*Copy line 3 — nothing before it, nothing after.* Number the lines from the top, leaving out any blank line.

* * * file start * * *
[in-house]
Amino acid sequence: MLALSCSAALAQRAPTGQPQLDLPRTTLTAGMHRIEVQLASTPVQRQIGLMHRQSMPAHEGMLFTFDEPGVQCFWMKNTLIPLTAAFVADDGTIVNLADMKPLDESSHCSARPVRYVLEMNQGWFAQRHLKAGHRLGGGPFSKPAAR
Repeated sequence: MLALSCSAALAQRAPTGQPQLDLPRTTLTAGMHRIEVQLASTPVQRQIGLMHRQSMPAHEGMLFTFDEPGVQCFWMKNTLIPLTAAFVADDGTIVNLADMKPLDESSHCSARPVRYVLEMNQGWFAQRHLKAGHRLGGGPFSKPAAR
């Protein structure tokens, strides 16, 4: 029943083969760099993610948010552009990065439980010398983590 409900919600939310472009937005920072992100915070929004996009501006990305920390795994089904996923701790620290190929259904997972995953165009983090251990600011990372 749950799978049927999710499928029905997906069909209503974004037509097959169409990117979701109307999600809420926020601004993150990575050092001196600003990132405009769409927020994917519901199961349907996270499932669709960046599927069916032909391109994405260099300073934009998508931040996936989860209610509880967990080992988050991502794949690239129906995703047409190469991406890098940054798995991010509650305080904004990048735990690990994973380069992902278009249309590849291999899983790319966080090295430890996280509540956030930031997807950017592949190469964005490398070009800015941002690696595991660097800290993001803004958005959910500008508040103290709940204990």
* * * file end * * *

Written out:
Repeated sequence: MLALSCSAALAQRAPTGQPQLDLPRTTLTAGMHRIEVQLASTPVQRQIGLMHRQSMPAHEGMLFTFDEPGVQCFWMKNTLIPLTAAFVADDGTIVNLADMKPLDESSHCSARPVRYVLEMNQGWFAQRHLKAGHRLGGGPFSKPAAR